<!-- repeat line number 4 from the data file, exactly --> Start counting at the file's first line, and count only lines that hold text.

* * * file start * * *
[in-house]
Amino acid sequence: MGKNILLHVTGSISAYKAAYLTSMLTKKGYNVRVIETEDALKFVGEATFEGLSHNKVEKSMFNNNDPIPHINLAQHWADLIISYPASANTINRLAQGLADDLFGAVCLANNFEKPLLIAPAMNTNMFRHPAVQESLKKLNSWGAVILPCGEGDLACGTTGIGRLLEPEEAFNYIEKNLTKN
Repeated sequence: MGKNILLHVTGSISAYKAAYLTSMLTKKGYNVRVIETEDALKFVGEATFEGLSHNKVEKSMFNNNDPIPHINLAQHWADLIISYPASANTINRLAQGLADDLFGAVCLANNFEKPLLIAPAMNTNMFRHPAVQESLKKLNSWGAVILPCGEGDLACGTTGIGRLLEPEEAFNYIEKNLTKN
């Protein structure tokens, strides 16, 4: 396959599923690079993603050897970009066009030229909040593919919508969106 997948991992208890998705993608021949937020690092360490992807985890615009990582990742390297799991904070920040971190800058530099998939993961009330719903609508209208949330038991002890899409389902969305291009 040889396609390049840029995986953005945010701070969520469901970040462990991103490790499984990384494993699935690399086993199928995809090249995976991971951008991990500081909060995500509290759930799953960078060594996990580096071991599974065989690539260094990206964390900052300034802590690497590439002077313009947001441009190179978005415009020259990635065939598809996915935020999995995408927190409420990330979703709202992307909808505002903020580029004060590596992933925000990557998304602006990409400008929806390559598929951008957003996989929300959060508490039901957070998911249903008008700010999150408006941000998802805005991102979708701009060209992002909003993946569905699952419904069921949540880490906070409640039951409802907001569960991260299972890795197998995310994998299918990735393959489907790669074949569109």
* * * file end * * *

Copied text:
């Protein structure tokens, strides 16, 4: 396959599923690079993603050897970009066009030229909040593919919508969106 997948991992208890998705993608021949937020690092360490992807985890615009990582990742390297799991904070920040971190800058530099998939993961009330719903609508209208949330038991002890899409389902969305291009 040889396609390049840029995986953005945010701070969520469901970040462990991103490790499984990384494993699935690399086993199928995809090249995976991971951008991990500081909060995500509290759930799953960078060594996990580096071991599974065989690539260094990206964390900052300034802590690497590439002077313009947001441009190179978005415009020259990635065939598809996915935020999995995408927190409420990330979703709202992307909808505002903020580029004060590596992933925000990557998304602006990409400008929806390559598929951008957003996989929300959060508490039901957070998911249903008008700010999150408006941000998802805005991102979708701009060209992002909003993946569905699952419904069921949540880490906070409640039951409802907001569960991260299972890795197998995310994998299918990735393959489907790669074949569109």